June 3, 2013

Final meeting (for now) in Delhi

 

Playing catch up yet again! My last meeting in Delhi was a lot of fun; I met with the Vice Chancellor, C. Raj Kumar (whose brother is doing his residency a WashU Med School; again, small world) and a number of (generally young) faculty members at O.P. Jindal Global University. It's a young, private institution, founded as a philanthropic endeavor by the Jindal Group. There was a great deal of energy in this meeting that I really appreciated. While a number of challenges in higher education were discussed, all involved at JGU clearly feel (and I believe they are) fighting the good fight for higher education. There was a lot of concern about faculty absenteeism, even at (some of) the best, central universities (i.e., faculty simply not showing up; students learn on their own). Since these institutions are astonishingly competitive (VC Kumar spoke of one place where the threshold to *apply* (i.e., you're not guaranteed you'll get in, but you are allowed to apply) was 100% on the entrance exam...), the students are very, very bright- and self motivated- so they are perfectly capable of learning on their own and going on to do great things.  However, the institution they're attending does little to shape their education. Curricular reform isn't going to go anywhere if no one is teaching the classes anyway! So there are certainly issues with accountability; but one wonders if a little more ownership of curricula by faculty might at least help them become more invested in the courses they are (nominally) teaching.
Again, the issue of regulation came up; particularly of proposed restrictions on foreign collaboration which would limit possibilities of formally collaborating with institutions outside India until institutions were 5 years old; since collaborative work can be so helpful in getting degree programs off the ground, and research programs initiated and productive...it would seem the costs exceed the "benefit" of protecting young Indian institutions from potentially unfavorable arrangements.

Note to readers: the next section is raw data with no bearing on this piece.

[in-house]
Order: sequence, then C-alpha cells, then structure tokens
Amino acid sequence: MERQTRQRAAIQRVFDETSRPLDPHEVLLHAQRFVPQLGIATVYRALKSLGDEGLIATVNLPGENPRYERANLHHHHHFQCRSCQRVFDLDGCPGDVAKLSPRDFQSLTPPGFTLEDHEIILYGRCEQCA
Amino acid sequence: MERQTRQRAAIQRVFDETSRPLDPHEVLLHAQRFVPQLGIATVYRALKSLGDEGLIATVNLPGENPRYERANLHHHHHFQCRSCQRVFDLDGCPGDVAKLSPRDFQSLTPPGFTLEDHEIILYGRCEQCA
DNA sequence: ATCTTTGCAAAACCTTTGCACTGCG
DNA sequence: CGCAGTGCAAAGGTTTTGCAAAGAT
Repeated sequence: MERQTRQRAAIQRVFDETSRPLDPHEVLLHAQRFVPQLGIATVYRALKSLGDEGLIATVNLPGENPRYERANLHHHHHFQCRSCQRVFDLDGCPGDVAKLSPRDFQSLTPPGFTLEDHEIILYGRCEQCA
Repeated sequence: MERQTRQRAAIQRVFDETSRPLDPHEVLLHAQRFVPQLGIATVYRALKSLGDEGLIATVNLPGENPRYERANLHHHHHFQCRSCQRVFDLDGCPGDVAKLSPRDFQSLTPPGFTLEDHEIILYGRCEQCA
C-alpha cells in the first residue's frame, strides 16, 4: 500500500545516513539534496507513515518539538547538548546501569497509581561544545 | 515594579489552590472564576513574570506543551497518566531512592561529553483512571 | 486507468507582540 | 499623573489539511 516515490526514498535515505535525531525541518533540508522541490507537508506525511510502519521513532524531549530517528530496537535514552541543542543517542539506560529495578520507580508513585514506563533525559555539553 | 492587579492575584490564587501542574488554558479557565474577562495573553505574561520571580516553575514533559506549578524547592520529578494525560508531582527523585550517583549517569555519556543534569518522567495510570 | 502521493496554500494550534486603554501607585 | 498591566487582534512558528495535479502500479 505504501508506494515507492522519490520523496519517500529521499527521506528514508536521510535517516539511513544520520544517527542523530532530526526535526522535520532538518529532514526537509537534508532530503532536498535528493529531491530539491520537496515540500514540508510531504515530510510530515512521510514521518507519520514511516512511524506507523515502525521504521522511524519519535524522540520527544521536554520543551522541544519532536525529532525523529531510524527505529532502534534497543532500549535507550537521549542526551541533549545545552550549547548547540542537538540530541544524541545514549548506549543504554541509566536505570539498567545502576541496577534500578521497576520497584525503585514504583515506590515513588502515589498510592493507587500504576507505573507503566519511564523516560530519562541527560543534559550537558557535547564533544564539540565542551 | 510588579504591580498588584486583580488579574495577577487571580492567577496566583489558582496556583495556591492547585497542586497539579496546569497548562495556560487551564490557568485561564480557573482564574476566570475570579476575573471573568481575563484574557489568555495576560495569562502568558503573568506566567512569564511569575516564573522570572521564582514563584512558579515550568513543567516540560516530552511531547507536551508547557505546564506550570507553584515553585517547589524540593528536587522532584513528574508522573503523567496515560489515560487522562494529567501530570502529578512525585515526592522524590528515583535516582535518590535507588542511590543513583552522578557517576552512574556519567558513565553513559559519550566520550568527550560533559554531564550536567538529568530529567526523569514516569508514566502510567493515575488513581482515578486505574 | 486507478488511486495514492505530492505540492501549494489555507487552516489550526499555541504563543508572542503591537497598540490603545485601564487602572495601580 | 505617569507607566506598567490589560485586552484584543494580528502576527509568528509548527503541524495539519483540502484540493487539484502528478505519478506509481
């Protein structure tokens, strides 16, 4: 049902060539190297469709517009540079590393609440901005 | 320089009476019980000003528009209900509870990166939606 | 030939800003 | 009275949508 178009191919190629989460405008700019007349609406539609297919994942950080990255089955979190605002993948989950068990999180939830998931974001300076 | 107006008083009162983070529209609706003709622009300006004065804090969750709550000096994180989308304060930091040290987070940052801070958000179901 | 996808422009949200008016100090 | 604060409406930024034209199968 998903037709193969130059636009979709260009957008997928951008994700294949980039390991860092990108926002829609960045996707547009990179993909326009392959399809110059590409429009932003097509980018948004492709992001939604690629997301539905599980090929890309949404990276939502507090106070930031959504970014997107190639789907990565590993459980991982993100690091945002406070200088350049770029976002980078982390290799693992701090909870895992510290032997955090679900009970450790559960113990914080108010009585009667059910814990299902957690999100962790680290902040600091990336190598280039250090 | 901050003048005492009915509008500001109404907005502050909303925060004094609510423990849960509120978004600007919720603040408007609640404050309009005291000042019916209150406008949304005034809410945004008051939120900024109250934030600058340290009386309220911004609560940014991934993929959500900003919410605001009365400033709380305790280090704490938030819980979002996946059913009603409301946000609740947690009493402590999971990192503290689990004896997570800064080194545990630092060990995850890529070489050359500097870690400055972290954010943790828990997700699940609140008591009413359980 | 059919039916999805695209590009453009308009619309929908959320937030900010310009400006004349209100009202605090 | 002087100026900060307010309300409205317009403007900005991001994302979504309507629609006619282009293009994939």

JGU is getting ready to start up a degree program in Liberal Arts and Humanities which is very exciting- there may be some possibilities for collaboration, though of course there would have to be a lot more discussions involving a lot more than me. One particular difficulty for me since I've been here is navigating he whole issue of "collaboration"; I've had in mind informal, small scale, experimental- "hey, let's try this out!" but that seems difficult to achieve without first going through the large scale institution-level negotiation of a "Memorandum of Understanding". Perhaps it's just because I'm largely meeting with administrators...and I do understand the need for institutions to protect their own interests, but it does seem like a bit of an impediment. There seems to be a good deal of focus (not specifically at JGU, but more broadly) on joint degree programs (where students study both in India and then abroad and get degrees from both institutions), where I think there's a lot more flexibility and opportunity in programs (also discussed at several institutions I've visited here) where courses are taught in modules by faculty from different institutions. Students benefit from a range of expertise, and the institutional commitment is relatively small; seems ideal.. but I'm probably underestimating the value of the added/joint degree.   
On the way back from JGU's really cool campus (great design with tons of natural light) I did some more (absurdly hot) touristing...this time at the Red Fort, residence of Mughal emperors for about 200 years (mid 17th-mid 19th century). After, "OK, impressive", I'm afraid all I had to say was, "huh. Fortress walls...same variably iron-stained sandstone as Qutb Minar was built out of...". You can take a geologist to a fancy building, but all they're going to notice is what it's made out of...